4. In reaching a conclusion on the utility of the correspondence two things need to be considered. The first is what the letters say, and the second is what the Tribunal decided. As regards the first, the context does require to be borne in mind. One aspect of this is that the correspondence (between the ZRA and KMP) arises in the context of a tax audit. In the letter of 27 May 2013 the ZRA says that it does not find the interest rate credible in the context of a loan and produces an adjusted tax calculation based on this (and other) adjustments.
    5. The letter of 14 June is a reply to this. It argues against the classification of a loan (attracting Arm’s Length interest) using the word deposit, but flagging facets of the arrangement which were not consistent with a loan attracting the higher rate of interest. These include the tenor of the loan, flagging the fact that the loan/deposit was repayable on demand (or “at call“, the term actually used), as well as the absence of security. It argues that pricing for “short term deposits is generally based off LIBOR adjusted for short term credit risk“. It argues for overnight LIBOR as consistent with the on-demand nature of the arrangement. It concludes by saying that, based on the above, it expects the assessment to be “adjusted accordingly“.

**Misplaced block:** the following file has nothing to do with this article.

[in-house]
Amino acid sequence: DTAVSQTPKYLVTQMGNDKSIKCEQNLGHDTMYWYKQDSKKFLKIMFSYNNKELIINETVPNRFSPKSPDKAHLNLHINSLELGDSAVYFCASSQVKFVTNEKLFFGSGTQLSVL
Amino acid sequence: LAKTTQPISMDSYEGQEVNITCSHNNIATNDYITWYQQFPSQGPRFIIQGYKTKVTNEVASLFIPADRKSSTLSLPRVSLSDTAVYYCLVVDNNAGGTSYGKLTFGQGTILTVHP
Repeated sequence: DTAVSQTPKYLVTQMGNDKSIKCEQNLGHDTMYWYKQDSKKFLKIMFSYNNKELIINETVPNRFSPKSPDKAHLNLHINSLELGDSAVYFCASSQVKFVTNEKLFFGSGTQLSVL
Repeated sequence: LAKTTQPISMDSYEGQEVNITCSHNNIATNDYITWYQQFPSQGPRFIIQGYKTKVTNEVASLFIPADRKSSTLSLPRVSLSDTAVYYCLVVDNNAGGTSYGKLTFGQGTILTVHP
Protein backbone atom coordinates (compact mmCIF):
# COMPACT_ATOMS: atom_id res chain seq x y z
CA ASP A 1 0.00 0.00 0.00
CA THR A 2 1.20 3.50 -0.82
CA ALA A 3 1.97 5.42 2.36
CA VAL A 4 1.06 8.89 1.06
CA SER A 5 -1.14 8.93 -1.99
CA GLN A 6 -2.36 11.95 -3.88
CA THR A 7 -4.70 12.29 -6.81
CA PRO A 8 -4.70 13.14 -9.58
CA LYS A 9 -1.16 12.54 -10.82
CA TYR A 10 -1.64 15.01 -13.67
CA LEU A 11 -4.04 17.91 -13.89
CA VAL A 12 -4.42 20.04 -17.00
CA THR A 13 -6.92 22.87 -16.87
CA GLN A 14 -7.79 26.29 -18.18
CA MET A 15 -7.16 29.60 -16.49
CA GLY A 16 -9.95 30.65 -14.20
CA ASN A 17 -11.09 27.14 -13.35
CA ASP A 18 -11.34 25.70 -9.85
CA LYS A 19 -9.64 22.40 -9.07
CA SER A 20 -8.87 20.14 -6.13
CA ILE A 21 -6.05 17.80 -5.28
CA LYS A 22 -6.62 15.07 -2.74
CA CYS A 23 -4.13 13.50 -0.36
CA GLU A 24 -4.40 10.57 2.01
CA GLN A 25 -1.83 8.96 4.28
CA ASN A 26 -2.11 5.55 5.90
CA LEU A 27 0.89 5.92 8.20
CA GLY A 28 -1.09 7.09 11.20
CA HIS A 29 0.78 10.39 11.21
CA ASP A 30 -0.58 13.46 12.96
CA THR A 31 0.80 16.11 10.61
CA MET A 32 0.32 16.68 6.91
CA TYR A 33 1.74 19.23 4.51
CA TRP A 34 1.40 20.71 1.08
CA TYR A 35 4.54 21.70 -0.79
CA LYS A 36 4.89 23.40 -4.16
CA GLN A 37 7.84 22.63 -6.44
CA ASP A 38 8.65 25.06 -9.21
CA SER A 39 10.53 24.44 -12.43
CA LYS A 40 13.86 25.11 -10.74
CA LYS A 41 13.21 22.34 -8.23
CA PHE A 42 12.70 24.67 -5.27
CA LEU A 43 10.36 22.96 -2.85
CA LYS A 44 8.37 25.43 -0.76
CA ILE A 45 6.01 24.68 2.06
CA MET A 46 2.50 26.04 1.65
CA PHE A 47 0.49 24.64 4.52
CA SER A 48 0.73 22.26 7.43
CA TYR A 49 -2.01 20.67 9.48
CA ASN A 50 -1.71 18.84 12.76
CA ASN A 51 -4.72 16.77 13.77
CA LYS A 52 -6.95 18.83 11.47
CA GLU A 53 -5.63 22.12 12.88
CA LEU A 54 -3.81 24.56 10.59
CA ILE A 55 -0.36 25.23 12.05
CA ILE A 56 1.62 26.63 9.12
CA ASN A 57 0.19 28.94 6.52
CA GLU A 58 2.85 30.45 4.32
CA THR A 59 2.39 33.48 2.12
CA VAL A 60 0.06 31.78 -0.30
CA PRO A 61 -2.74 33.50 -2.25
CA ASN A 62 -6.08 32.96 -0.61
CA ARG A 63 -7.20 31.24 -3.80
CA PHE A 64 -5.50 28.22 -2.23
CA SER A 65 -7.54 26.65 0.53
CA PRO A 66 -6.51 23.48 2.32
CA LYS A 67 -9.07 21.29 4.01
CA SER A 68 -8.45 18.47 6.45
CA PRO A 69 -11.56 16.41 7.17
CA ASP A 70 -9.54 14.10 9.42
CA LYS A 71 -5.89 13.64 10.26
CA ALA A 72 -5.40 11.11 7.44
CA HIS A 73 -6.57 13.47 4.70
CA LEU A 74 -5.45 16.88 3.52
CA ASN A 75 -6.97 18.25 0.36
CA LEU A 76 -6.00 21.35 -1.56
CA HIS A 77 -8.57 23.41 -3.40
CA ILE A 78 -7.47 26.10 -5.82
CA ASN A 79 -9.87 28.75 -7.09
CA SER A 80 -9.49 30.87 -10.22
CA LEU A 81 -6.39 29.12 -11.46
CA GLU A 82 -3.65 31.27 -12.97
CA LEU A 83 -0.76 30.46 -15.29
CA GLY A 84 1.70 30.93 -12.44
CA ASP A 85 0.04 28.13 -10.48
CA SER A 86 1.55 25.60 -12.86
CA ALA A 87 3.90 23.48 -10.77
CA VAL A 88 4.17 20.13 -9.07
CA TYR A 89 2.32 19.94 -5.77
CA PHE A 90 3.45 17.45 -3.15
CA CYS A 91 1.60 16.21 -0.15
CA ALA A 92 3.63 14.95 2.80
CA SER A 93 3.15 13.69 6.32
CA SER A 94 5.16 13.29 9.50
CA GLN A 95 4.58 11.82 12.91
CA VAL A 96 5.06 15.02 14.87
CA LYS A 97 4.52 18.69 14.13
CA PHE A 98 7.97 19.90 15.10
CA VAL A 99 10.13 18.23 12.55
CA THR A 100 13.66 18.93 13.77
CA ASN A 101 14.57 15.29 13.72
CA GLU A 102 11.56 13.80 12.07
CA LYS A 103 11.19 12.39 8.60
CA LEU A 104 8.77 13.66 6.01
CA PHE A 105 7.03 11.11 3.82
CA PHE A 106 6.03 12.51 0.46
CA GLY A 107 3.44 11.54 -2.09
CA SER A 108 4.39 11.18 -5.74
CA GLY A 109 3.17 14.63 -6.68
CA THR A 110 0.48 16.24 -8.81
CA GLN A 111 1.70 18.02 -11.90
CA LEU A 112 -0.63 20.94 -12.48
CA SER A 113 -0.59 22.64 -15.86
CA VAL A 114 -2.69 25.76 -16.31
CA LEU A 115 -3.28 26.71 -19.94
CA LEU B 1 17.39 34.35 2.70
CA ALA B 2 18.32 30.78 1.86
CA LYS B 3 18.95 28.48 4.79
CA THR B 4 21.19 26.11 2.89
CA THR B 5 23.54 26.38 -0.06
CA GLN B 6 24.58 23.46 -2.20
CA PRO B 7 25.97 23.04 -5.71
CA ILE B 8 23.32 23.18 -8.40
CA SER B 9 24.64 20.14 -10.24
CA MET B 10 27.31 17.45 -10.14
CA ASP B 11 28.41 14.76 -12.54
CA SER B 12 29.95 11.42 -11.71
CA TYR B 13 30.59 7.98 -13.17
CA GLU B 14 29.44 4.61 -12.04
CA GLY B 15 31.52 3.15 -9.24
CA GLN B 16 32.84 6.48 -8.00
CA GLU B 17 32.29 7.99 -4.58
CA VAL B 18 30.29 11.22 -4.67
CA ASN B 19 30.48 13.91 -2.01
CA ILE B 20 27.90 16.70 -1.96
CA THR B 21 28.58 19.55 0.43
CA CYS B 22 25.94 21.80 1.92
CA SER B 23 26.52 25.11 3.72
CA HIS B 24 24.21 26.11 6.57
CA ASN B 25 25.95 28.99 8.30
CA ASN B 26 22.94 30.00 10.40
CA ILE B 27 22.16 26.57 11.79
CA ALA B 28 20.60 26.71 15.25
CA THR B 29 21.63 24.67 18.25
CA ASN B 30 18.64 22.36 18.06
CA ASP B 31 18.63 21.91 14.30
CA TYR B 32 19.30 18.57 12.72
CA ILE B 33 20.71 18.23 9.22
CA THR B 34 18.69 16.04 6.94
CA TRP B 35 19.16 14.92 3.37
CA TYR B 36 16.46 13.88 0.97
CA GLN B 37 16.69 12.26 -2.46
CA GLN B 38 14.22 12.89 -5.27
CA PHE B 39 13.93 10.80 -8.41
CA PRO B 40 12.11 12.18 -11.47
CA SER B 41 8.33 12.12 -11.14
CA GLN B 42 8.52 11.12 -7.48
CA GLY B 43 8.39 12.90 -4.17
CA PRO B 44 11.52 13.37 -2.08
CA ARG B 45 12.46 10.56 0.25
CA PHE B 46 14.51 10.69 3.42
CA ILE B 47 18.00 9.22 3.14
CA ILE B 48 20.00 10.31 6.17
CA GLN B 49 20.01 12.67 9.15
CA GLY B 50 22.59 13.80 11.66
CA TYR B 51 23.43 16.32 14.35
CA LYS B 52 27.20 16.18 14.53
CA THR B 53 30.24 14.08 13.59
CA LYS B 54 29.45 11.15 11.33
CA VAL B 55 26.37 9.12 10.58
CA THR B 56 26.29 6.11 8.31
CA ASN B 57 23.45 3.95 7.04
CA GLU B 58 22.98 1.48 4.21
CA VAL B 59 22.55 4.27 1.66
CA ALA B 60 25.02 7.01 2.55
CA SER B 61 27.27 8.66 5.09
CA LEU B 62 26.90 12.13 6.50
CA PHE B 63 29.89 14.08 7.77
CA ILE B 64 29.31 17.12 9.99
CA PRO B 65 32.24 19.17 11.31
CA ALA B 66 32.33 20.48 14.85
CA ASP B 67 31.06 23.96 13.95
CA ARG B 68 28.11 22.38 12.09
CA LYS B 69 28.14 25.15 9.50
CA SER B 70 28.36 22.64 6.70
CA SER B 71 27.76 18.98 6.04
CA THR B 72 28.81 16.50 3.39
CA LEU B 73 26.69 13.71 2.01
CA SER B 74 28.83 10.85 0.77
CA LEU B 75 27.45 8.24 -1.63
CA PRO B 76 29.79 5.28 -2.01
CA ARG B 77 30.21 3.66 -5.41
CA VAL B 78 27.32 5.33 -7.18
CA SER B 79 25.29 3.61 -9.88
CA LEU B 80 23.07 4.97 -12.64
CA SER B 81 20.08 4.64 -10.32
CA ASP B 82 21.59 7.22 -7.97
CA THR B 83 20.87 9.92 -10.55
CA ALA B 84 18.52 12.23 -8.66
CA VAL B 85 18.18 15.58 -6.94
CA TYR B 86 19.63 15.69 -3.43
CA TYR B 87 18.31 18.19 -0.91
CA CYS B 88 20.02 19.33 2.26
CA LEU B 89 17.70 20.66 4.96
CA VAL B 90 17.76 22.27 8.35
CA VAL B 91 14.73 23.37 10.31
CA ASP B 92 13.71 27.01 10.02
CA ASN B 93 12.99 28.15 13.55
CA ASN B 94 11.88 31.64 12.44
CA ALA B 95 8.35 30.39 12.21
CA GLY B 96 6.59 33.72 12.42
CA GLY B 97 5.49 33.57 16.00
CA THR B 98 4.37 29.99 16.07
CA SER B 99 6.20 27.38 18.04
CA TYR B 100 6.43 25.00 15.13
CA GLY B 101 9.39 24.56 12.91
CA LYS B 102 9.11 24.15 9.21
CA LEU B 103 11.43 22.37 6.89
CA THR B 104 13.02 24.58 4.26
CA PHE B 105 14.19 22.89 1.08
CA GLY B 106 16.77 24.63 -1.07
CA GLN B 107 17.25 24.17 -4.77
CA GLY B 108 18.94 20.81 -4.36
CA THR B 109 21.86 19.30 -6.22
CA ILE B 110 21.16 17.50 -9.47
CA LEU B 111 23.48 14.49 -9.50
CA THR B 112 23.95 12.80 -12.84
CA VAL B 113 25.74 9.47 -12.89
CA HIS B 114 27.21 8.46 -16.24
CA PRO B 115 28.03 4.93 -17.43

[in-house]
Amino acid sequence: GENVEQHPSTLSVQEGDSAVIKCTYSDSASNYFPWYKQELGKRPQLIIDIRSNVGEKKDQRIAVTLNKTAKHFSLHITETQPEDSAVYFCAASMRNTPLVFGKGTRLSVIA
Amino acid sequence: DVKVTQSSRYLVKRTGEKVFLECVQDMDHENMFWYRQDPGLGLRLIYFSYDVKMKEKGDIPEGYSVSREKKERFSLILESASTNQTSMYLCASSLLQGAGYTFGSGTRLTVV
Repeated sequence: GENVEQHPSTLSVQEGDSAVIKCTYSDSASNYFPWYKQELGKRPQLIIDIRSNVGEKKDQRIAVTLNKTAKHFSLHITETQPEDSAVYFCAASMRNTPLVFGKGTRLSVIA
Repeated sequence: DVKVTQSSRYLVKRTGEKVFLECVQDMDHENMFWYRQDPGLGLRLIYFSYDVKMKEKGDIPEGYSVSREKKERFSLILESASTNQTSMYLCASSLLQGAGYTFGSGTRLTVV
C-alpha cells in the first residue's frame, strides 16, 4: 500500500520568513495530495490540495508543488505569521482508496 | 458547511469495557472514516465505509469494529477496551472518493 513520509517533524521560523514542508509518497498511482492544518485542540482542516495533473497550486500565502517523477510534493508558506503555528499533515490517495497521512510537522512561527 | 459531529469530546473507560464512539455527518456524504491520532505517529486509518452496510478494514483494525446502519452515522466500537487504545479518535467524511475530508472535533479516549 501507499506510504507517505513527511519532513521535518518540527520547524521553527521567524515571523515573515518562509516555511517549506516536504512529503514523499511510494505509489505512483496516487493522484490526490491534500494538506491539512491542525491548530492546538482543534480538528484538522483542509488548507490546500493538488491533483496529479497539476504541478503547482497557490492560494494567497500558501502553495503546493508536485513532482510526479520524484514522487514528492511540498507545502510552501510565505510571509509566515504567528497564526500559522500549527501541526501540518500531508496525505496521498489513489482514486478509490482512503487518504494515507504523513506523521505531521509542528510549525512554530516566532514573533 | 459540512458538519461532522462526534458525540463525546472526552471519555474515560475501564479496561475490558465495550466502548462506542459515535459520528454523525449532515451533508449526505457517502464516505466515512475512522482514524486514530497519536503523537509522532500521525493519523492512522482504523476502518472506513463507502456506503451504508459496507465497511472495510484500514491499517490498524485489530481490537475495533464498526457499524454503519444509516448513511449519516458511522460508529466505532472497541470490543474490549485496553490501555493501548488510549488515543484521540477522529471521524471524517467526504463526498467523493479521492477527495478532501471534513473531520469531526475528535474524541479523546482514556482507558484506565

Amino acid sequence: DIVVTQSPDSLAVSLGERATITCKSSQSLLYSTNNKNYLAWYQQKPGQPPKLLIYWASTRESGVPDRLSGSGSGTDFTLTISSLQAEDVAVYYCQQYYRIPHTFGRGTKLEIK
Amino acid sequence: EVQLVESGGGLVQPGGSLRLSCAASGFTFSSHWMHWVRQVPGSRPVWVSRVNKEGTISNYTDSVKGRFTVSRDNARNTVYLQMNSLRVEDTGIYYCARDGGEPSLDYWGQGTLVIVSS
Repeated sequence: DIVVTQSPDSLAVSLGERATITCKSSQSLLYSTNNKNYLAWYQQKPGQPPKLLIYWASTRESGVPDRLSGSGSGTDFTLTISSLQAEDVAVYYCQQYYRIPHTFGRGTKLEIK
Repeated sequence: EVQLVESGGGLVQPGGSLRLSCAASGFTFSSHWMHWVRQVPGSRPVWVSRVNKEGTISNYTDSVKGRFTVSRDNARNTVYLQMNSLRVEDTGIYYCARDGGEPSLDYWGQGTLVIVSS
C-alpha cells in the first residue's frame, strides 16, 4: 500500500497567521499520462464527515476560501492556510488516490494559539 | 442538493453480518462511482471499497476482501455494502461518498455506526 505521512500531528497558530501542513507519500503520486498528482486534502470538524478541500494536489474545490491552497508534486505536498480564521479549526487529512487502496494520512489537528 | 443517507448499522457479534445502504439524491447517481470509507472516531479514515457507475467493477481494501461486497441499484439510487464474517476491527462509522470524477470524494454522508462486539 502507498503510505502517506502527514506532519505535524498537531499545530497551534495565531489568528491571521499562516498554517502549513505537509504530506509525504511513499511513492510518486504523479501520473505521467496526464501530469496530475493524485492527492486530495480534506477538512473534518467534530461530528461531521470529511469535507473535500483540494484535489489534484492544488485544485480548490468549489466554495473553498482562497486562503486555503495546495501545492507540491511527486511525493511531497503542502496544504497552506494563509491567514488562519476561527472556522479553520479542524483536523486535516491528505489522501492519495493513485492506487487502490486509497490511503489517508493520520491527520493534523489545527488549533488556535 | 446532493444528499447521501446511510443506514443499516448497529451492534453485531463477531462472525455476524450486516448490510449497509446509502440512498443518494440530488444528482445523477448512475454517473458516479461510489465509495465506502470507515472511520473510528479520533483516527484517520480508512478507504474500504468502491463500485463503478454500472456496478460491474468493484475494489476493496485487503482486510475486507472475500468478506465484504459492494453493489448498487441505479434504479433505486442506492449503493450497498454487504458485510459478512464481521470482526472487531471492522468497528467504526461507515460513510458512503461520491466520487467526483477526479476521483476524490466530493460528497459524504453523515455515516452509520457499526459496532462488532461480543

6. On 26 July the ZRA responded, saying that it was operating on the basis that the appearance was of a long term loan, and that KMP had obtained loan finance rather than using money from this source. A similar line to the June letter was taken by KMP in the 6 August letter: referencing the absence of features which would result in a higher interest rate. It reiterates that the funds are at KMP’s disposal and states “KMP actually draws money from the same account monthly and as and when the funds are needed based on its monthly cash budget requirements.”. There are two references which are to some extent inconsistent with the case advanced by KHL. At one point the writer calls the arrangement “a purely finance/treasury arrangement to enable the treasury function … to conveniently manage the funds.” At another point he says “the depositing of funds into the UK account is actually not a loan but just a deposit into an account where central treasury … can easily monitor and manage the funds.